Advising the Obama team on healthcare

28 12 2008

The Obama transition team asked for community input on healthcare reform. Here are the questions they were asking, and my responses to them:

1.   Briefly, from your own experience, what do you perceive is the biggest problem in the health system?

 

      Healthcare is currently based on the treatment of symptoms, usually through pharmaceutical methods. The model should be moved in the direction of finding root causes of illness, and focusing on the root cause rather than focusing on symptoms. That is a matter of education, primarily. Also, people should be rewarded for proactively preventing illness, since prevention reduces dependence on the healthcare system. 

 

 

2.   How do you choose a doctor or hospital? What are your sources of information? How should public policy promote quality health care providers?

 

      I choose by asking others who they go to and who they would recommend. I rarely see a “gatekeeper” physician, preferring to take responsibility for my own health.

 

      Public policy should reward physicians who successfully move their patients to individual responsibility rather than rewarding those who see the most patients, because the “quantity, not quality” paradigm encourages the use of pharmaceutical fixes of symptoms, which eventually leads to more prolonged and burdensome end-of-life illnesses. Policy should also look at redefining laws regarding “practicing medicine without a license” to allow traditional naturopaths and health coaches more latitude in their work with clients, since they can successfully help their clients reduce their reliance on the healthcare system.

 

 

3.   Have you or your family members ever experienced difficulty paying medical bills? What do you think policy makers can do to address this problem?

 

      Haven’t yet experienced difficulty keeping up, but anticipate the possibility in the future due to family members with expensive dental problems and degenerating vision problems.

 

      No specific ideas on this one other than the obvious ones:  put a cap on medical expenses, with the cap reduced for early childhood and people on permanent disability or social security; make a higher percentage of medical expenses tax deductible and/or tax free; and provide a predefined and guaranteed level of care for all individuals (e.g. UK’s National Health Service).

 

4.   In addition to employer-based coverage, would you like the option to purchase a private plan through an insurance-exchange or a public plan like Medicare?

 

      Yes, especially to help the unemployed, self-employed, and part-time workers.

 

 

5.   Do you know how much you or your employer pays for health insurance? What should an employer’s role be in a reformed health care system?

 

      In my home state, employers are required to pay for health insurance. This keeps wages lower, makes it harder for small businesses to survive, and is a burden on all employers. I would like to see the expense spread out so that the burden is shared by all, rather than being solely the responsibility of employers.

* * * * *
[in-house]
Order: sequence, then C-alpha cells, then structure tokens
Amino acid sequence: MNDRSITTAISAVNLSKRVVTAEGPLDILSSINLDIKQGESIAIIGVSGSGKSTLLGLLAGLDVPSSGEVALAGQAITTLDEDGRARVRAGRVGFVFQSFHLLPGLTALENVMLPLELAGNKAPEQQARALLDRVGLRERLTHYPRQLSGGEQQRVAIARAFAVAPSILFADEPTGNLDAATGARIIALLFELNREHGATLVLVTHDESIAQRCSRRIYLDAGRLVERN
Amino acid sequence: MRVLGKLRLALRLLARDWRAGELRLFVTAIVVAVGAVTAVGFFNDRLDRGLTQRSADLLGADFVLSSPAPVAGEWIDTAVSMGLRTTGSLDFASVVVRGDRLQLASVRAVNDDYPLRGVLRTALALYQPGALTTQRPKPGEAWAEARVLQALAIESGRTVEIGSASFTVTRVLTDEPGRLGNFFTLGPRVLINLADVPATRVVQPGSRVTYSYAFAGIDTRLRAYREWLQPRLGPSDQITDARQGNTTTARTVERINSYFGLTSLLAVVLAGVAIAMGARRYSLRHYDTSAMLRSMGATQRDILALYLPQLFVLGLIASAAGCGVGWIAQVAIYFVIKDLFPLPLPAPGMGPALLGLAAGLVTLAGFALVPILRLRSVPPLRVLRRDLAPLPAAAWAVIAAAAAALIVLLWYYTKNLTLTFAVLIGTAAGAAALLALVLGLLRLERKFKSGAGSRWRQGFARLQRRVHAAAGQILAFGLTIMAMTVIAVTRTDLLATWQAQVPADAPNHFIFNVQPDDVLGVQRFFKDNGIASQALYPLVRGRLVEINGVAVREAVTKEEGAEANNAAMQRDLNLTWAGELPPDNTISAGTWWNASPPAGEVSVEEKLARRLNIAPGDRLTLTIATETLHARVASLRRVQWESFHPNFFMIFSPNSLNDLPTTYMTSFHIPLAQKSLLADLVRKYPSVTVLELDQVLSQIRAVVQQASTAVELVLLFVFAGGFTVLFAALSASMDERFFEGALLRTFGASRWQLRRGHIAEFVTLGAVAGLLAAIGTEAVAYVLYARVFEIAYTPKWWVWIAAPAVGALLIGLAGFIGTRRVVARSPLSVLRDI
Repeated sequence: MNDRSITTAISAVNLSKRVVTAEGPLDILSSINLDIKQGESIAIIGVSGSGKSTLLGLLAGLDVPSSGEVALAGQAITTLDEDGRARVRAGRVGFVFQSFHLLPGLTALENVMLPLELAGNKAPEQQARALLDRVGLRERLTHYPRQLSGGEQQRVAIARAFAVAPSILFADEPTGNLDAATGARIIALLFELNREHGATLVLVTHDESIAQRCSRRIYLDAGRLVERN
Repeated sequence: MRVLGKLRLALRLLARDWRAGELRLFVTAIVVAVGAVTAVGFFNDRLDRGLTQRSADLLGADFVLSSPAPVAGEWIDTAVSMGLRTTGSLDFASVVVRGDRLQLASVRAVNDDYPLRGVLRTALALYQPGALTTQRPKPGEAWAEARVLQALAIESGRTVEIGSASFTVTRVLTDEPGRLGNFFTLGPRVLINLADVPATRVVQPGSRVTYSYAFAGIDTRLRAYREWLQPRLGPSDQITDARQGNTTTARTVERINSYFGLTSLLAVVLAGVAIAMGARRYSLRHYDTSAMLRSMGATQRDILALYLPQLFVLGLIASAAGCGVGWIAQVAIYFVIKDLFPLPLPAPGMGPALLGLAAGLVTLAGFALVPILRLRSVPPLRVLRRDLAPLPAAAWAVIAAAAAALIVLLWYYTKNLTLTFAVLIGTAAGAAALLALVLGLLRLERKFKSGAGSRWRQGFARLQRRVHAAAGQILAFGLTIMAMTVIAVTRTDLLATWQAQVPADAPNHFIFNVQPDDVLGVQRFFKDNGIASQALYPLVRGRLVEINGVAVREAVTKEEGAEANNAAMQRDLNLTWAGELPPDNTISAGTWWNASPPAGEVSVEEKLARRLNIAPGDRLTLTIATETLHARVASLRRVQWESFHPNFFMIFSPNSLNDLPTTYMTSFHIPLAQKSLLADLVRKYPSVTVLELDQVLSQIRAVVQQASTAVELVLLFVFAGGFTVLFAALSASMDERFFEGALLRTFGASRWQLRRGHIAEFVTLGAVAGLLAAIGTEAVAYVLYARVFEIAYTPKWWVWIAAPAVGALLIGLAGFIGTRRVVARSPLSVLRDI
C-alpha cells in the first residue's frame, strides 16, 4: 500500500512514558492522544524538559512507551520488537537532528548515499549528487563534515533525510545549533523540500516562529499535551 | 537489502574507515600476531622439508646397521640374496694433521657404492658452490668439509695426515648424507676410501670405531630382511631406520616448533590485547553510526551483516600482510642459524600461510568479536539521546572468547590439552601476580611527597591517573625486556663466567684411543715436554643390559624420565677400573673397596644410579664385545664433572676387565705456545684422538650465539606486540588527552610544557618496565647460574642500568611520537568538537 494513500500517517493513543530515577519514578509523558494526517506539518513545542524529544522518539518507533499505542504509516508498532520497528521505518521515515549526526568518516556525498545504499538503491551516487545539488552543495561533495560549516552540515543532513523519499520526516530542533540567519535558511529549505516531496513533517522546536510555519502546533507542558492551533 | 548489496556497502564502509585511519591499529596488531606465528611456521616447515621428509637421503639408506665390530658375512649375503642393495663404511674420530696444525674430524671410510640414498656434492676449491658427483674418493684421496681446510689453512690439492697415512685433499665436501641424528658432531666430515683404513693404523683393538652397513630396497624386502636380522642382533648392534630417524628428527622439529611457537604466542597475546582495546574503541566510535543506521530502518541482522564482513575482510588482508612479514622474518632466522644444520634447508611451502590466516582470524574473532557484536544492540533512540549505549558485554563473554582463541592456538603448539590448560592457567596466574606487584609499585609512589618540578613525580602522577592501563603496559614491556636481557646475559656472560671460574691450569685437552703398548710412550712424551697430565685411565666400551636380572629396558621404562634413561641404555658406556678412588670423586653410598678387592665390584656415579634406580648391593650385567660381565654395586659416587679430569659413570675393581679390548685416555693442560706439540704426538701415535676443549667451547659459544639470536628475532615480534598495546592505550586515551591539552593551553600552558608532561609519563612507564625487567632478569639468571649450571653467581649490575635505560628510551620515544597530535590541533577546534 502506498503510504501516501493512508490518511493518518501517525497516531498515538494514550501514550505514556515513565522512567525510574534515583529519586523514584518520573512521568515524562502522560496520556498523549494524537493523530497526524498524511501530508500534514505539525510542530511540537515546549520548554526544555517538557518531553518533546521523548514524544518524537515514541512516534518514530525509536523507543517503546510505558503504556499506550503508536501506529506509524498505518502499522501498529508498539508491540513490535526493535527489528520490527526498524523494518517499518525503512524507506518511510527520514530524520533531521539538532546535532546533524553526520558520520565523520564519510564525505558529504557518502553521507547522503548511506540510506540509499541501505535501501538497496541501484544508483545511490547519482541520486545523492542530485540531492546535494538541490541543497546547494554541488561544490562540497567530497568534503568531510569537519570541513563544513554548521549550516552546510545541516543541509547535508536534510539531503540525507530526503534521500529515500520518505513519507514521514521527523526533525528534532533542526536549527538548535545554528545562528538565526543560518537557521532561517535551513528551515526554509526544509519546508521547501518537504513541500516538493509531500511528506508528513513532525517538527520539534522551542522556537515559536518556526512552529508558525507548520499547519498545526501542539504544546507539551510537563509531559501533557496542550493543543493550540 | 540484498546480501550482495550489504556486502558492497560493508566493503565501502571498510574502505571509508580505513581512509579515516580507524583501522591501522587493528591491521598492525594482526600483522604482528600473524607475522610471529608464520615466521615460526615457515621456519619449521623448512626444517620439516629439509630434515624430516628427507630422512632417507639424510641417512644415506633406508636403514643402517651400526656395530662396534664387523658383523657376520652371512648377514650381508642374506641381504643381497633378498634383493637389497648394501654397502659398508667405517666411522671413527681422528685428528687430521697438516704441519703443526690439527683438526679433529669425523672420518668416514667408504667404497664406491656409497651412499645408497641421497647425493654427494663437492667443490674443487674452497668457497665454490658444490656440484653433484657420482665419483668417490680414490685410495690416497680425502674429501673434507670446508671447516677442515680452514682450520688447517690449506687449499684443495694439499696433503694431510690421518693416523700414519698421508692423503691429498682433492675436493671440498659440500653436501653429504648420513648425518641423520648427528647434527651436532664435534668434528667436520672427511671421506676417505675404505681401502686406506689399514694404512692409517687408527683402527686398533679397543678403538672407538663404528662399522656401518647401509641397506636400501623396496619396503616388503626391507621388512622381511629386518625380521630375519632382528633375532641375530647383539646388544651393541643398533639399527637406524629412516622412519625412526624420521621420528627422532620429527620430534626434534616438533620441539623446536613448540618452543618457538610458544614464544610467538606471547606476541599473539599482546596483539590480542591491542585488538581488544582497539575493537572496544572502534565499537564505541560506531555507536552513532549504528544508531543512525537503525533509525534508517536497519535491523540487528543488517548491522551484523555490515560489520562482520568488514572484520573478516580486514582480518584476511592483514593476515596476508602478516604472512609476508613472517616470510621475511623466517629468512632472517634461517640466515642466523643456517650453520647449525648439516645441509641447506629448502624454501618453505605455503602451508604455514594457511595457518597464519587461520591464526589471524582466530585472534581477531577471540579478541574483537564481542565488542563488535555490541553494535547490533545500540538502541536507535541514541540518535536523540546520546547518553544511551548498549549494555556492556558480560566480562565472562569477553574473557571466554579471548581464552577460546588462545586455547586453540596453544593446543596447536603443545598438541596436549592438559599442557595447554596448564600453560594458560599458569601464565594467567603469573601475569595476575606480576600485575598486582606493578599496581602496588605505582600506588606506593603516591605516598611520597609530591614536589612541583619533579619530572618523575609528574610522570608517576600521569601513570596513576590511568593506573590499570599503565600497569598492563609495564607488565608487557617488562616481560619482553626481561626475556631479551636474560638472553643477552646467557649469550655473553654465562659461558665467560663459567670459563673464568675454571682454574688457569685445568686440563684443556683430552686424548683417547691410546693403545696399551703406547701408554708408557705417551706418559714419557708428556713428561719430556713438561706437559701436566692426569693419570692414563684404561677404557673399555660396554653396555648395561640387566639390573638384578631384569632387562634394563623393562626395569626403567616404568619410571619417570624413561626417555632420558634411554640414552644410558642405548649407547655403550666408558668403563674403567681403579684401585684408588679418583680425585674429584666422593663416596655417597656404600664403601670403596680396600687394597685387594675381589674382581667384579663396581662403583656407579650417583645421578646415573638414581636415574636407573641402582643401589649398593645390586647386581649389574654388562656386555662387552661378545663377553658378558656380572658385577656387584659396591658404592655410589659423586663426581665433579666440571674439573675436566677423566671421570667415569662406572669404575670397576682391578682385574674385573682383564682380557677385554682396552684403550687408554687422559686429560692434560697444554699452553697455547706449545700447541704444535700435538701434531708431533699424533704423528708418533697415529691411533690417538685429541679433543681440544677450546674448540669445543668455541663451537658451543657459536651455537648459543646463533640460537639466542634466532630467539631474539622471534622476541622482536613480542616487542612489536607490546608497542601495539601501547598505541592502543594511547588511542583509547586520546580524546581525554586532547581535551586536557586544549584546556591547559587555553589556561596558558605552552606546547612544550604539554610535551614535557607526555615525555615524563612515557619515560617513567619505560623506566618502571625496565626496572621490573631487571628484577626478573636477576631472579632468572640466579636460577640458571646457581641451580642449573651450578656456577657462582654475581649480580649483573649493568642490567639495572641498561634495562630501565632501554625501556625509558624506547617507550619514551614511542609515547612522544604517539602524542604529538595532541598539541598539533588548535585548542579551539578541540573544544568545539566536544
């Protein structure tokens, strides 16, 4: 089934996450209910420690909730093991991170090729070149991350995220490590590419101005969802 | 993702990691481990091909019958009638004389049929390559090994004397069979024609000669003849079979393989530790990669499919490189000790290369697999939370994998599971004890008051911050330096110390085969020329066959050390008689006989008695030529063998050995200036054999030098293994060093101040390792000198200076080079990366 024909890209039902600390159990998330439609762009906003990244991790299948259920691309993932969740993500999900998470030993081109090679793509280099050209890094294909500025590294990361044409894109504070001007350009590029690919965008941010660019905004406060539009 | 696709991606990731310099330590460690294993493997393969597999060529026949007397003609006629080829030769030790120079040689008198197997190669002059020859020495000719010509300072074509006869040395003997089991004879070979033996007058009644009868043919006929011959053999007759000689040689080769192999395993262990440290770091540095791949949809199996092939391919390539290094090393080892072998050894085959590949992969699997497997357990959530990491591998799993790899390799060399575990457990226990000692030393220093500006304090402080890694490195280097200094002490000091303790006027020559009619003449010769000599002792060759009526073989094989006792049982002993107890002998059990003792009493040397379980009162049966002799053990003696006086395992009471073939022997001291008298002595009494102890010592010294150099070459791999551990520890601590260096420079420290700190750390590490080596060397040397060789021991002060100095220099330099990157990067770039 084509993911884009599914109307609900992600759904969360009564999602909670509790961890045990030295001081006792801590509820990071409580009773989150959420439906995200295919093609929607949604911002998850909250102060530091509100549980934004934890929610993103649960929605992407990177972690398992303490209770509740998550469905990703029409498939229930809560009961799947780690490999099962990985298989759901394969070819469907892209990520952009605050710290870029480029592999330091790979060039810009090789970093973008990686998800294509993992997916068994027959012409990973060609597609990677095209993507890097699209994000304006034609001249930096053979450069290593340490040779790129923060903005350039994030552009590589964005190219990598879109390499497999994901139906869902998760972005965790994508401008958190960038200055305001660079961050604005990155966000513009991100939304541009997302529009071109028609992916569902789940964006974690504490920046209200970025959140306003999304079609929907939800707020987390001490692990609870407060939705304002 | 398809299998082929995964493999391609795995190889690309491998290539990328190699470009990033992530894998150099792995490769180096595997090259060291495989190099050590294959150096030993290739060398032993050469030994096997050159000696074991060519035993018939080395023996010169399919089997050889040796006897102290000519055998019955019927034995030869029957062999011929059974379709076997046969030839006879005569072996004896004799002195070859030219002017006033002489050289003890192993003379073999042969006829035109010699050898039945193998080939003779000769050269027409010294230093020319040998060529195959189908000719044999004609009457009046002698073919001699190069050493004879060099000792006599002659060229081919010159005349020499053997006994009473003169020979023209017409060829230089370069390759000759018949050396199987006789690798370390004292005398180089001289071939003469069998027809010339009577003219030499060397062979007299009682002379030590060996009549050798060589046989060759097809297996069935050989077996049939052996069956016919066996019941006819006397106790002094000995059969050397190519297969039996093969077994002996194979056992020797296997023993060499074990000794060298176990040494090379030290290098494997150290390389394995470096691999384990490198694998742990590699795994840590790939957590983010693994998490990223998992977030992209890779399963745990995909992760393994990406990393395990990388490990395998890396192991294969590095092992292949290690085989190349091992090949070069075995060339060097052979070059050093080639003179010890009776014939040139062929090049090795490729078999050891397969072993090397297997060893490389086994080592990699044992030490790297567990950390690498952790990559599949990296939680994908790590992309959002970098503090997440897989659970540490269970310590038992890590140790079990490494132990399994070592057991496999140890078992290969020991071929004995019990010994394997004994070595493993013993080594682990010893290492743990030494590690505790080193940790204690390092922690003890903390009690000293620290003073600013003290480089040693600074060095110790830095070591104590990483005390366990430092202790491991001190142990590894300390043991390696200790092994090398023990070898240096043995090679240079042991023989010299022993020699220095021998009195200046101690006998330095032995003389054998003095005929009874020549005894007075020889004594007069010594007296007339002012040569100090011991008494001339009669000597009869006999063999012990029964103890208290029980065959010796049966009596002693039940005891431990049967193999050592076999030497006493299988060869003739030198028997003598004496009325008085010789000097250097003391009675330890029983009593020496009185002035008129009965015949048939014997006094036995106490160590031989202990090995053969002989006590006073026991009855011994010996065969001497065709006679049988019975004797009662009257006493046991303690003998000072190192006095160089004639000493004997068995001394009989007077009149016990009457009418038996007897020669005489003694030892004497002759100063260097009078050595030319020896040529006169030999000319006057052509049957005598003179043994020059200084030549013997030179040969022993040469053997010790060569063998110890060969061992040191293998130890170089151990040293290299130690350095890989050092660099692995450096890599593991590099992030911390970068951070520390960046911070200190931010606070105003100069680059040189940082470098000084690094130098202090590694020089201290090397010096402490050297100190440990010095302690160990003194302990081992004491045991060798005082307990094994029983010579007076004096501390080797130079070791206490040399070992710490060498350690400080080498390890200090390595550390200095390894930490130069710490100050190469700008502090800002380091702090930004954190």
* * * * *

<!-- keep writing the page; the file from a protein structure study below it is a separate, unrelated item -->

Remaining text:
With an insurance pool, employers could be rewarded by encouraging healthy lifestyle habits among their employees, since they could purchase health insurance at a lower premium. In other words, they could buy primarily accident and emergency insurance, and would not be forced to pay for expensive medical treatments for those who should share responsibility for illness developed due to lifestyle choices (e.g. most heart disease due to poor dietary choices, lung cancer and emphysema from smoking, diabetes from poor diet and lack of exercise, some forms of arthritis, etc.) In other words, if somebody wants to smoke, drink, be obese and not exercise, they should expect to pay a higher medical premium, and if someone wants to consciously live a healthy lifestyle, they should not have to subsidize the insurance for those who do not make healthy choices.

 

      Also, insurance coverage should include a broader recognition of alternative therapies, and should include dental and vision care as a part of basic coverage.

 

 

6.   Below are examples of the types of preventive services Americans should receive. Have you gotten the prevention you should have? If not, how can public policy help?

 

      I have gotten the screenings and preventative measures I felt I should have. I have not had a flu shot and do not intend to get one in the foreseeable future, but I do use a variety of public service screenings to monitor my health and fine-tune my lifestyle choices to stay within healthy parameters.

 

 

7.   How can public policy promote healthier lifestyles?

 

      I have mentioned several items above, and have included others below:

 

·         Reduced insurance costs for those who elect healthy lifestyles

·         Remove or reduce legal restrictions on traditional naturopaths, nutritionists, health coaches and others who offer alternatives that keep people from having to rely on allopathic medicine

·         Reward physicians who wean their patients from reliance on the healthcare system

·         Do not allow pharmaceutical companies to patent natural medicines

·         Develop a creative commons for researching new medications

·         Ban public advertisements for pharmaceutical products

·         Ban payments to physicians for prescribing certain drugs

 

      Going outside of the healthcare arena:

 

·         Automobile disincentives to reward alternative means of commuting

·         A Healthy America campaign, with participation in the campaign being recognized as a form of public service

 

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